The Marquess of Salisbury
took the liberty of asking a question of the noble Lord the Secretary for the Colonies. He had understood, that the consenting to the second reading of the Tenants' Compensation Bill would not bind any noble Lord to assent to the compulsory clauses. He wished to ask if such was a correct understanding.
said, he understood the question to be, whether by consenting to the second reading of the Bill his noble Friend was committed to the compulsory clauses. He had no hesitation in saying, that he did not consider any noble Lord 1116 to be so committed. He was quite prepared to say, that the only extent to which any noble Lord was committed by agreeing to the second reading was, that it was expedient to secure, by legislative enactment, to the tenants of Ireland compensation for such improvements of a permanent character, adding to the permanent value of the fee of the estate, as they should effect on the land, supposing they should be ejected therefrom before they had derived any return from the outlay. Whether the landlords should have the power of interposing a veto, and of preventing such improvements, was a question entirely open to the House to consider in Committee; and no noble Lord would be pledged by agreeing to the second reading of the Bill, but was at perfect liberty to reject the measure when before their Lordships.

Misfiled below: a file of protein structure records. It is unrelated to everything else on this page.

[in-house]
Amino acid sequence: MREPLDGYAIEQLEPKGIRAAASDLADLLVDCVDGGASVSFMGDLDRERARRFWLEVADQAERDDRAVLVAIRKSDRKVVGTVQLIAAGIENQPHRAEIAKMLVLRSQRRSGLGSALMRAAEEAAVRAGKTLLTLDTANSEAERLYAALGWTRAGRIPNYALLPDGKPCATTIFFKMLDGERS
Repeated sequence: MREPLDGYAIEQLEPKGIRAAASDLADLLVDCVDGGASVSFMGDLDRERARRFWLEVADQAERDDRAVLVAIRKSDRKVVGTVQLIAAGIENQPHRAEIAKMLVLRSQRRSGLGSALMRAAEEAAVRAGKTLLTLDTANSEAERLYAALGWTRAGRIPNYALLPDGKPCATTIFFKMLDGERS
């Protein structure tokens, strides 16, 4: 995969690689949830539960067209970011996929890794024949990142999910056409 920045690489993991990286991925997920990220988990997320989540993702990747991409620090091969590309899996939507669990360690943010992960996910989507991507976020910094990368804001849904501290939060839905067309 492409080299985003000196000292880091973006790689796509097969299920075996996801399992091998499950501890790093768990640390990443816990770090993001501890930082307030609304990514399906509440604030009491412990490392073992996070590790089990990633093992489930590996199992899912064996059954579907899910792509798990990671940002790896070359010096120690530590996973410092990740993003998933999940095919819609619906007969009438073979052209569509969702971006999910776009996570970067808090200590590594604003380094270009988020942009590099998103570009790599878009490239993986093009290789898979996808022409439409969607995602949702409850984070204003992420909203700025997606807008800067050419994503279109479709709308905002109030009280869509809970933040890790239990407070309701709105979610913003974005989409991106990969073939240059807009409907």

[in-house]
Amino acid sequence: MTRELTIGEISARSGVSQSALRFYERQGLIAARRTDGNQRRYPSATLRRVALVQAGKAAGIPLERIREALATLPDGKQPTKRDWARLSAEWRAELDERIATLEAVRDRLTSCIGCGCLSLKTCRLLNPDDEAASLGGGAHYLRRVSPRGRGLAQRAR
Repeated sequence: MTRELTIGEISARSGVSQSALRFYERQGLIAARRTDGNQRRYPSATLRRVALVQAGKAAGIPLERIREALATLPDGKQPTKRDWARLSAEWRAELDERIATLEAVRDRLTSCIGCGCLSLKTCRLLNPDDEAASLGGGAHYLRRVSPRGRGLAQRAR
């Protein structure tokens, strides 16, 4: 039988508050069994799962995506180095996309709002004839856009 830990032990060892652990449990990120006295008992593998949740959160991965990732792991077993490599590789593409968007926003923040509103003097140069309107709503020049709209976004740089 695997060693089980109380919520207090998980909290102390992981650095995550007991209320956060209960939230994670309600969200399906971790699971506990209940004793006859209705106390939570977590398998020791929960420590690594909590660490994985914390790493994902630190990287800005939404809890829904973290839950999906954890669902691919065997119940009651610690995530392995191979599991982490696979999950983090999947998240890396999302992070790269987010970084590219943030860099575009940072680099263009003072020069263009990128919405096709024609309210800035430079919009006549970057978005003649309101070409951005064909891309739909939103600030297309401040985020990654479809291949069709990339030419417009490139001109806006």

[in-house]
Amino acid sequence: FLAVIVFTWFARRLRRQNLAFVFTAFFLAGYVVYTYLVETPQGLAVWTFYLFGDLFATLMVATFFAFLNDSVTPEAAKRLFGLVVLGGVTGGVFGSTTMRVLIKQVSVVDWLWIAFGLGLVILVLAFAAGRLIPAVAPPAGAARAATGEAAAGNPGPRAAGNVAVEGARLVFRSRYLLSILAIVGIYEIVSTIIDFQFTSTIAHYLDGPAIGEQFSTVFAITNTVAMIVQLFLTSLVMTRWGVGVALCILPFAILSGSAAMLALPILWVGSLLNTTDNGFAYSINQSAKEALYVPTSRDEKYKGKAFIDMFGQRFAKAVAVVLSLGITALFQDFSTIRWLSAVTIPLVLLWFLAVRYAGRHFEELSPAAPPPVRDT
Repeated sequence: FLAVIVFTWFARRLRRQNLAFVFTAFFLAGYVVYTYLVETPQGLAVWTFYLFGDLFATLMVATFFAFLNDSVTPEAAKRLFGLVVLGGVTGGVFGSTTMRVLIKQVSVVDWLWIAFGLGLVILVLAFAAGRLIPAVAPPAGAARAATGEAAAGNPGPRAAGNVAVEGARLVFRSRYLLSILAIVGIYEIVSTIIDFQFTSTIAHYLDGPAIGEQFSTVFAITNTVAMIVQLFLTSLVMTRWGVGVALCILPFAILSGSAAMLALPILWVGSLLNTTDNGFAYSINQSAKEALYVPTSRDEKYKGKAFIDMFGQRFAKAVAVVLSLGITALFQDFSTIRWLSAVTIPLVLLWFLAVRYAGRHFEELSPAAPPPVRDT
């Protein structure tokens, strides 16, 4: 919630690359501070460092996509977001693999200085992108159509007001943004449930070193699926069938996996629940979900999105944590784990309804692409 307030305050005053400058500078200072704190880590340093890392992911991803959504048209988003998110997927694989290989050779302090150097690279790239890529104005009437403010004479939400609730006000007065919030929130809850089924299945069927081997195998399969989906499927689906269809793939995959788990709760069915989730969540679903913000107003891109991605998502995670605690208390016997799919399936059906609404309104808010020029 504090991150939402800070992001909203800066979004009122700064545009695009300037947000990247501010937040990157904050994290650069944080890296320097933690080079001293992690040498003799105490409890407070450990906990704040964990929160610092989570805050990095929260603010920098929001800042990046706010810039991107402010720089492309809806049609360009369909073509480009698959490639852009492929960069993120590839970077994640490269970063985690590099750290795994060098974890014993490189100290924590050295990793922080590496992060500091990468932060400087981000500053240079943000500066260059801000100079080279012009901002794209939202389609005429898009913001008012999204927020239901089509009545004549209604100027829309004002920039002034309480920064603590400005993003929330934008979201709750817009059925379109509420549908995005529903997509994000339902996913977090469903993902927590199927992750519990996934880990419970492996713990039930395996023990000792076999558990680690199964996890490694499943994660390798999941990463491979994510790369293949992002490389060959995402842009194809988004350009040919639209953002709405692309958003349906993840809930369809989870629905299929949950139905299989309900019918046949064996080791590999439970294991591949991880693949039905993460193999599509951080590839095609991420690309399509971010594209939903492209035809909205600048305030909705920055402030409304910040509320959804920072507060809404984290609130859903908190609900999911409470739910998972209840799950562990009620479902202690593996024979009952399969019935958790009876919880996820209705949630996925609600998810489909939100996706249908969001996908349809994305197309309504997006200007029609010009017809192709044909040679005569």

The Marquess of Londonderry
Am I to understand there is to be a legislative interference between landlord and tenant?
The Marquess of Clanricarde
I should like to know what are the voluntary and what the compulsory clauses?
It was very difficult to answer so many questions put at the same time. He had endeavoured to state distinctly that no Peer would be pledged to the compulsory clauses of this Bill by assenting to the second reading: and what he understood his noble Friend to mean by compulsory clauses were those which gave the Commissioners in Dublin the power of directing certain improvements, even though the landlord should object to them.